Chinese Court Sentences Canadian to Death Over Drug Trafficking Case

Chinese Court Sentences Canadian to Death Over Drug Trafficking Case

"As it should be to all our global friends and allies, that China has chosen to begin to arbitrarily apply the death penalty, as in this case facing a Canadian".

After his arrest, Schellenberg was held for 15 months before his first trial, and it took an additional 32 months before a court declared him guilty and sentenced him to 15 years in prison for his role in a failed attempt to smuggle drugs from China to Australia. While reviewing the appeal, Liaoning province's high court argued that the Canadian had been part of an worldwide drug smuggling operation and ruled that the initial punishment was too lenient, considering the crimes that he had committed.

Huawei chief financial officer Meng Wanzhou was arrested in Canada, sparking a backlash.

Trudeau on Friday accused China of "arbitrarily and unfairly" detaining the two men and of ignoring Kovrig's "diplomatic immunity" - earning a scornful rebuke from Beijing. A Canadian teacher was detained but released.

Schellenberg's lawyer Zhang Dongshuo told Reuters he will likely appeal the sentence.

In his final statement before the sentence was announced, Schellenberg said, "I am not a drug smuggler". He said prosecutors introduced no new evidence at the retrial and called the case "unique".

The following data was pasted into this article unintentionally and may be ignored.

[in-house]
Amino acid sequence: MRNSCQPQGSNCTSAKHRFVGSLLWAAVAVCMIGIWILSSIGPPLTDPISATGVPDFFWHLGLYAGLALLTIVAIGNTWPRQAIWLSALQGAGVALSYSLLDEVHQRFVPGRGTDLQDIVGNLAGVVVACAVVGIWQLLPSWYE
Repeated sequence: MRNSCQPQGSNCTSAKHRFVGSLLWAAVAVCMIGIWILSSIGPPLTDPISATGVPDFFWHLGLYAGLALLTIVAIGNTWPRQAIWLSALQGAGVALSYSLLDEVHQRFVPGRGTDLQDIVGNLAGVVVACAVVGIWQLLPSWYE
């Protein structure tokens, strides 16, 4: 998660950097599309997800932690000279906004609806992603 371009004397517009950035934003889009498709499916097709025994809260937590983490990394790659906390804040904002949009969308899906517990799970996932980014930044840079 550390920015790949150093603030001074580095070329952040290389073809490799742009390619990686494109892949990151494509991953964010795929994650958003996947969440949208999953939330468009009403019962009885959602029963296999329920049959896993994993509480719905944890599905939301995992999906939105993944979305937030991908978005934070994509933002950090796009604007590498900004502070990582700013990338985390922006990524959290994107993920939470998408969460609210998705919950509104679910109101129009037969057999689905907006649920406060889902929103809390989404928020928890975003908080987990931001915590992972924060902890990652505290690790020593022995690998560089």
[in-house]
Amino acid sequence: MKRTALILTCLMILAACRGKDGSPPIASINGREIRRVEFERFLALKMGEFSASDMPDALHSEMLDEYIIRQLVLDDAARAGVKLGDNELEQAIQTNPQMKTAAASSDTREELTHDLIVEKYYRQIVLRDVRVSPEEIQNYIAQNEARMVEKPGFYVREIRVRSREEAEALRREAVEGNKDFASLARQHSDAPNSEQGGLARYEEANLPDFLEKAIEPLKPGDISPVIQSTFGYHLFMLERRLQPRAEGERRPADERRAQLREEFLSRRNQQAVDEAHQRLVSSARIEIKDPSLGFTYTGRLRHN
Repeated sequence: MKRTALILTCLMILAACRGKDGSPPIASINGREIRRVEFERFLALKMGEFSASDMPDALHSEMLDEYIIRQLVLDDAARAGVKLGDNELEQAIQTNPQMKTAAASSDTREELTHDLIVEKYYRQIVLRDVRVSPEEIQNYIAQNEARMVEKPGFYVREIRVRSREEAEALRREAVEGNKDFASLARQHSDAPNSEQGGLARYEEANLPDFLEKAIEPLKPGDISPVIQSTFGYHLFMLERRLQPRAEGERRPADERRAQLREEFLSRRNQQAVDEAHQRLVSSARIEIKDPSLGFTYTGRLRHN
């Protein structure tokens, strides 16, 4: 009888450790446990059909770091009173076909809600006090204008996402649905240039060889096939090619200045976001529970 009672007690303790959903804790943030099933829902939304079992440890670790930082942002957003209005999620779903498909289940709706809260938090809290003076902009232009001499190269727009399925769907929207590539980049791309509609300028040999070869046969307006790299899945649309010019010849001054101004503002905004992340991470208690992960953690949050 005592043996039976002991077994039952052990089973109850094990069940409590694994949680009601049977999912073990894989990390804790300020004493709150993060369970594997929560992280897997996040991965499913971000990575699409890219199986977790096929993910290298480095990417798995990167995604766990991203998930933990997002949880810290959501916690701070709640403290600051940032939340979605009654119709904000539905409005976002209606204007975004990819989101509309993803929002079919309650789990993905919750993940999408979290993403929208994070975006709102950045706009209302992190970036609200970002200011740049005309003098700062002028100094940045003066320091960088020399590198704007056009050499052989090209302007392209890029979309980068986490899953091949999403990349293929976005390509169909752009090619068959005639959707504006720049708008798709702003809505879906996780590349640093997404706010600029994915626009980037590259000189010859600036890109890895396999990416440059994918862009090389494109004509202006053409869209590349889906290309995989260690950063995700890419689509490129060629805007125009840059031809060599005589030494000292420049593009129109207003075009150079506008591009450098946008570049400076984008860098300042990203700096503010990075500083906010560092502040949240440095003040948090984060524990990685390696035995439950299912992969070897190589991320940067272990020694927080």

"The procedures in Mr. Schellenberg's case would be unusual even if he was a Chinese national".

Before his arrest, Schellenberg had prepared to flee to Thailand but was arrested while in transit, the court said.

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Two Chinese men have also received sentences - one to life imprisonment, while another was handed a suspended death sentence.

Court retrials are rare in China and retrials calling for a harsher sentence are even rarer, said Donald Clarke, a George Washington University professor specialising in Chinese law.

In 2009, Akmal Shaikh, a British citizen convicted of carrying up to 4 kilograms (8.8 pounds) of heroin, was executed by lethal injection despite fierce protests from the United Kingdom government and his family, who said he suffered from a mental disorder and was tricked into carrying the drugs.

Canadian Prime Minister Justin Trudeau criticized the ruling, which comes as relations have strained between the two countries following the arrest of a senior executive from the Chinese tech firm Huawei in Vancouver last month.

Trudeau said last week that Chinese officials were not respecting Kovrig's diplomatic immunity. Both of them were of Chinese origin though one had entered China on a Canadian passport.

"According to the Vienna Convention of Diplomatic Relations and worldwide law, he is not entitled to diplomatic immunity", Hua said at a daily briefing. "I suggest that the relevant Canadian person carefully study the Vienna Convention. before commenting on the cases, or they would only expose themselves to ridicule with such specious remarks". He said there is a notion of residual diplomatic immunity that means a country is not allowed to question someone on the work they did when they were a diplomat.

The move was widely seen as retaliation for Canada's arrest of a top Chinese executive from telecom giant Huawei.

Schellenberg's December hearing came three weeks into a diplomatic feud between China and Canada over the arrest and detention of Meng Wanzhou, Huawei's CFO and the daughter of the company's founder.

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